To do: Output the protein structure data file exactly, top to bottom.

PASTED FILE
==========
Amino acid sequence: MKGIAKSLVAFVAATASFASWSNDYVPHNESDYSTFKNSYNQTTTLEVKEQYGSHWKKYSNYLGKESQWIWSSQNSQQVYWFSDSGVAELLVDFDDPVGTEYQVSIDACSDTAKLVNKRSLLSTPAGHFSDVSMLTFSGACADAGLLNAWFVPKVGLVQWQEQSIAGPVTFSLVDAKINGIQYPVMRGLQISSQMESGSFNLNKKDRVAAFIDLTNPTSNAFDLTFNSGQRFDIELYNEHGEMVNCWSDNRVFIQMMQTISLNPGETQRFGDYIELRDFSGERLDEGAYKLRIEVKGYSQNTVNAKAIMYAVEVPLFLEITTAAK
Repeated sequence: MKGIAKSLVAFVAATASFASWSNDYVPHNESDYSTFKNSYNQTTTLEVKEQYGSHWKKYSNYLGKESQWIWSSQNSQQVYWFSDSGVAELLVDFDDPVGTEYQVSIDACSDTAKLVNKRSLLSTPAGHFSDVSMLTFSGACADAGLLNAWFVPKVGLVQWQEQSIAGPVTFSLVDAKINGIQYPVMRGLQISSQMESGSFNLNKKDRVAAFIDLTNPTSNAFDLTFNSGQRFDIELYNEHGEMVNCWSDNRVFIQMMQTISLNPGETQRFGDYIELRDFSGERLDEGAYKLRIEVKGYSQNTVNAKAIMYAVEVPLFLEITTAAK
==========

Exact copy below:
Amino acid sequence: MKGIAKSLVAFVAATASFASWSNDYVPHNESDYSTFKNSYNQTTTLEVKEQYGSHWKKYSNYLGKESQWIWSSQNSQQVYWFSDSGVAELLVDFDDPVGTEYQVSIDACSDTAKLVNKRSLLSTPAGHFSDVSMLTFSGACADAGLLNAWFVPKVGLVQWQEQSIAGPVTFSLVDAKINGIQYPVMRGLQISSQMESGSFNLNKKDRVAAFIDLTNPTSNAFDLTFNSGQRFDIELYNEHGEMVNCWSDNRVFIQMMQTISLNPGETQRFGDYIELRDFSGERLDEGAYKLRIEVKGYSQNTVNAKAIMYAVEVPLFLEITTAAK
Repeated sequence: MKGIAKSLVAFVAATASFASWSNDYVPHNESDYSTFKNSYNQTTTLEVKEQYGSHWKKYSNYLGKESQWIWSSQNSQQVYWFSDSGVAELLVDFDDPVGTEYQVSIDACSDTAKLVNKRSLLSTPAGHFSDVSMLTFSGACADAGLLNAWFVPKVGLVQWQEQSIAGPVTFSLVDAKINGIQYPVMRGLQISSQMESGSFNLNKKDRVAAFIDLTNPTSNAFDLTFNSGQRFDIELYNEHGEMVNCWSDNRVFIQMMQTISLNPGETQRFGDYIELRDFSGERLDEGAYKLRIEVKGYSQNTVNAKAIMYAVEVPLFLEITTAAK